The past week has been pretty hectic. The Lords has been busy getting on with the detailed scrutiny of legislation. However, peers have also been keenly interested in what has been going on in the Commons. Many have followed the proceedings on screen. Now that offices have TV screens, it is possible to get on with work while also keeping an eye on the screen: we can access the feed from each chamber as well as the annunciator. In other words, we can just keep an eye on current business or we can actually watch the debate. However, if we want to watch a debate in the Commons in person, we can go over and sit in one of the small side galleries in the Commons: a couple of benches are reserved for us, though you cannot squeeze many in. I watched on screen much of the the two-day debate on the House of Lords Reform Bill, but went over to the Commons to watch the wind-up speeches and the division on Second Reading. The chamber was noisy and the result obviously keenly anticipated. It was one of those historic occasions.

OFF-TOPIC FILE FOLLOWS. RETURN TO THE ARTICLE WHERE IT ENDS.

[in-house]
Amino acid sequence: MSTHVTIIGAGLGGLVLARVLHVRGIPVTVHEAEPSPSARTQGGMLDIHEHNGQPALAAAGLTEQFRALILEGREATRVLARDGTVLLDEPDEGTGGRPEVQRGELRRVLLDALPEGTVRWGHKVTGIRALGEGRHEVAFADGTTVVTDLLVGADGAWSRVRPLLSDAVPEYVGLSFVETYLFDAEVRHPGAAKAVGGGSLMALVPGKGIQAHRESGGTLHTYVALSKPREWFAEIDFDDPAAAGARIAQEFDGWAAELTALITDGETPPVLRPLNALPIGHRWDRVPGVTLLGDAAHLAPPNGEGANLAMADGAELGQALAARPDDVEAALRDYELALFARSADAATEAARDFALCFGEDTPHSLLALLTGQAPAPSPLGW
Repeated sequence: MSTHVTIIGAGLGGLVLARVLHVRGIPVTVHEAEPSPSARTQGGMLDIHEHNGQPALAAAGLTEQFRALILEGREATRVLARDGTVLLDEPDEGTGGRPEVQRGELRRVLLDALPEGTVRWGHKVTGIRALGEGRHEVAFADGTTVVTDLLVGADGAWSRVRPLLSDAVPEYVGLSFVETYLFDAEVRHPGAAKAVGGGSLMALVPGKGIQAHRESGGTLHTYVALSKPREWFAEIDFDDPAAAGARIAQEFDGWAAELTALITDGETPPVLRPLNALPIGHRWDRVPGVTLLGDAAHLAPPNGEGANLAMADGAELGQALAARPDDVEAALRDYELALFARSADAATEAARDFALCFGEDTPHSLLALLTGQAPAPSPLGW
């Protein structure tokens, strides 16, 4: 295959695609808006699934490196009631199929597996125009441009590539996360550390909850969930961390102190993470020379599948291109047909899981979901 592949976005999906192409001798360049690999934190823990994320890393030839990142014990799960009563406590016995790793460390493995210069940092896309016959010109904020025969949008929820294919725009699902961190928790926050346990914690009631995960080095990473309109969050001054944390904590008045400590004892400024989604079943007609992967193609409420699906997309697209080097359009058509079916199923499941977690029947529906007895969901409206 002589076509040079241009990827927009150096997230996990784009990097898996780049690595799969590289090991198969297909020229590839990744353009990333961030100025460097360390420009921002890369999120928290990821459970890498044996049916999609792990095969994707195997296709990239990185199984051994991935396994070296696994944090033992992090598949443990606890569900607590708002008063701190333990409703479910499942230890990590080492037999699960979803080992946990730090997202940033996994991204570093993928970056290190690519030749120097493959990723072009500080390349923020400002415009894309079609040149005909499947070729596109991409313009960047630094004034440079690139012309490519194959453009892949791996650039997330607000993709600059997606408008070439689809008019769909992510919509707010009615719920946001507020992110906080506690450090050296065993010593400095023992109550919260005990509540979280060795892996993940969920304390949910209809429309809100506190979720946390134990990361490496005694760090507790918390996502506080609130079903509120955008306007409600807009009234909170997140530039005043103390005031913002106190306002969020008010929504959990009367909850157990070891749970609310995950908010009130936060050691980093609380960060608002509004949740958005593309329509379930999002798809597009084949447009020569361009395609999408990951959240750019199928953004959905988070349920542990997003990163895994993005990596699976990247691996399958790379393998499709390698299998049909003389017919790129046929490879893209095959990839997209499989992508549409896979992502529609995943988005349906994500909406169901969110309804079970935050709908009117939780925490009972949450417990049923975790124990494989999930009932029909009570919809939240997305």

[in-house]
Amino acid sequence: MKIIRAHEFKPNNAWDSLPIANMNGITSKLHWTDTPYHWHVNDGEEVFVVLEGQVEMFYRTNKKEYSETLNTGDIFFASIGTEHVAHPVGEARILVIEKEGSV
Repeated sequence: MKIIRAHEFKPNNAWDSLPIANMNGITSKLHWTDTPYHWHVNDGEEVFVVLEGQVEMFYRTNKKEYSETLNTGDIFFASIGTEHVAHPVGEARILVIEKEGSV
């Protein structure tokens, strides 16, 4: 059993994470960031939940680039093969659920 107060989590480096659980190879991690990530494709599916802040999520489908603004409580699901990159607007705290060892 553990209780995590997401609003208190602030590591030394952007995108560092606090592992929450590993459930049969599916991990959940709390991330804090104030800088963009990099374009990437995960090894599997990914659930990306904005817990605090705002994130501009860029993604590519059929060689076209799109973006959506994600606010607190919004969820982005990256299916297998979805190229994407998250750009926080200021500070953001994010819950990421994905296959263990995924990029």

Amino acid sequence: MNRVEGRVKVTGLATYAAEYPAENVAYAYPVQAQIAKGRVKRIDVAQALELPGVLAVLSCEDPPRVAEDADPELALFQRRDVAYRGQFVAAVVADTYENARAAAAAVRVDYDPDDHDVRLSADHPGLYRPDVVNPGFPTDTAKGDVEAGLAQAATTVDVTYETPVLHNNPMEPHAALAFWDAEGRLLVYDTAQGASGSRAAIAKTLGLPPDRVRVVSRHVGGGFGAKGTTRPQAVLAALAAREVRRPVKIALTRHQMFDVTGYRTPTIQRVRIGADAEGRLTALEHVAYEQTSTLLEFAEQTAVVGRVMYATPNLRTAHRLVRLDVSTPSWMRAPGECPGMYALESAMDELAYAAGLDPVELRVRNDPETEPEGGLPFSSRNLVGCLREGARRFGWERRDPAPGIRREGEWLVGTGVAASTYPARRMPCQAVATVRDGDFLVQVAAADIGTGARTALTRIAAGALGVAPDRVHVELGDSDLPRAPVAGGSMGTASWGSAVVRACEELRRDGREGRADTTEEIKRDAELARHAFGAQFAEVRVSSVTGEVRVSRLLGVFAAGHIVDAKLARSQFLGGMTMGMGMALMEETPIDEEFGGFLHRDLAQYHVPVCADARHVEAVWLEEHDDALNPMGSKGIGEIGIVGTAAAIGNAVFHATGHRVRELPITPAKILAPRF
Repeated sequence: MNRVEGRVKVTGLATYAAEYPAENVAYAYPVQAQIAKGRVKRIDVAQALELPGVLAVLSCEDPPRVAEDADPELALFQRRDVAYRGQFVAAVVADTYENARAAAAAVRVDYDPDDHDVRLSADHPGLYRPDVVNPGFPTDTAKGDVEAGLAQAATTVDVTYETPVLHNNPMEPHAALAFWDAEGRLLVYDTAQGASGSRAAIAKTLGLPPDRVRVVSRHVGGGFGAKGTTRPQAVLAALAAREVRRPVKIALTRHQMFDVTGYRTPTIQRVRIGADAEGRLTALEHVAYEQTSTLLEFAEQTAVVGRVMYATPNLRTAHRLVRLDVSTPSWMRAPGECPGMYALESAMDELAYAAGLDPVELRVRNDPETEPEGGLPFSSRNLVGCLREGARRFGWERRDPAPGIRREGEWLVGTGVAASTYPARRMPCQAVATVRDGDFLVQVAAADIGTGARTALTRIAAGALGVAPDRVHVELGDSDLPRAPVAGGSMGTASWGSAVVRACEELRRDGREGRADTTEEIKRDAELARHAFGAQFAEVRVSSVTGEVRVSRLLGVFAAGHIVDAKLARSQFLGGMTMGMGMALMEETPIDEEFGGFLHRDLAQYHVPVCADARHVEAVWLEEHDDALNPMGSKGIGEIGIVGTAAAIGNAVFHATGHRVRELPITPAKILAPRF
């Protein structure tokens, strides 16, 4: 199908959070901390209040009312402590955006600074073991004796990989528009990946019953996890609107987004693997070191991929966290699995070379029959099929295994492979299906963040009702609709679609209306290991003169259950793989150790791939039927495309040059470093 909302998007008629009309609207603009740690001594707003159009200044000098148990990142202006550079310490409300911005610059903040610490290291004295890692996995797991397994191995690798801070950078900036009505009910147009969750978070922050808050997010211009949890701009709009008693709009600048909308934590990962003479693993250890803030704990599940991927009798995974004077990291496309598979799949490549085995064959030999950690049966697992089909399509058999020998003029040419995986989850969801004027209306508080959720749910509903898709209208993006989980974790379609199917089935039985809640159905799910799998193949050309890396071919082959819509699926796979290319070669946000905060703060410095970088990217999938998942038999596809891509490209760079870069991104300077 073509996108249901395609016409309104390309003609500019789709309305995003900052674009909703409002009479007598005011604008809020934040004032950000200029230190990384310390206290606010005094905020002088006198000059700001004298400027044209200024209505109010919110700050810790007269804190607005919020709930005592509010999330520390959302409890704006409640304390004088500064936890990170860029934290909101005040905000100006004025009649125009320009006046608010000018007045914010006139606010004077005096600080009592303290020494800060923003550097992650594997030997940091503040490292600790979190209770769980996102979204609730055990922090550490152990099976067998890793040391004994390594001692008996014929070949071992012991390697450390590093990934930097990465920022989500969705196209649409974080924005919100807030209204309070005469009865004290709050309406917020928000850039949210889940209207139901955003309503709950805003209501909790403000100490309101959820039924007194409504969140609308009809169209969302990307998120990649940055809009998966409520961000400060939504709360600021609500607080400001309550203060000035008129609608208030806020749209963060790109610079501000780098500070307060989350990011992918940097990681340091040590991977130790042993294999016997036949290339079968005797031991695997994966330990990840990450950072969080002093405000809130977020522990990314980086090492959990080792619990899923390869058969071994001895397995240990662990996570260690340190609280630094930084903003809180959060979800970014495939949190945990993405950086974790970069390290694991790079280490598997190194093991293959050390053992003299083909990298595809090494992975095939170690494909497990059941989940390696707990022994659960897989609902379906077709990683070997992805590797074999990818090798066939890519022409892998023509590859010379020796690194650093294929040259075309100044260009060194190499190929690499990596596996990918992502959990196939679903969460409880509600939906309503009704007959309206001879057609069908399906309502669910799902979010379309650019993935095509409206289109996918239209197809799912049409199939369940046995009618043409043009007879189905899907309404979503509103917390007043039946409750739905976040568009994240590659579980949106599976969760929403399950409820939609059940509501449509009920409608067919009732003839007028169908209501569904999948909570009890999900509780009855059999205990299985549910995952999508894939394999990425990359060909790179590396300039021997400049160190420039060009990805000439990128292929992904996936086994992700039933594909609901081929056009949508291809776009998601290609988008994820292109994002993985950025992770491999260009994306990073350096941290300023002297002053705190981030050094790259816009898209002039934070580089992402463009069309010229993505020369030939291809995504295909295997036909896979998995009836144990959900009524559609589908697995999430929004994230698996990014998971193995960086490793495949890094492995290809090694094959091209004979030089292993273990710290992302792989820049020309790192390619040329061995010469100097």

Just as we can go over to the Commons to watch proceedings, MPs are entitled to come and stand below the Bar (just behind the cross-benches shown in the picture) in the Lords to watch proceedings. Though it is not unusual for peers to pop over to watch proceedings in the Commons, it is fairly rare to see an MP standing below Bar in the Lords. An MP occasionally pops over to collect guests they have arranged seats for below Bar or a front-benchers may come to watch proceedings on a relevant Bill. The only time when we saw MPs in some numbers was when we were debating the Parliamentary Voting System and Constituencies Bill. When the Commons rose, it was not unusual for MPs to come over to the Lords to observe the lengthy deliberations on amendments to the Bill. It actually became quite crowded on occasion. At least the MPs got to see the House in action.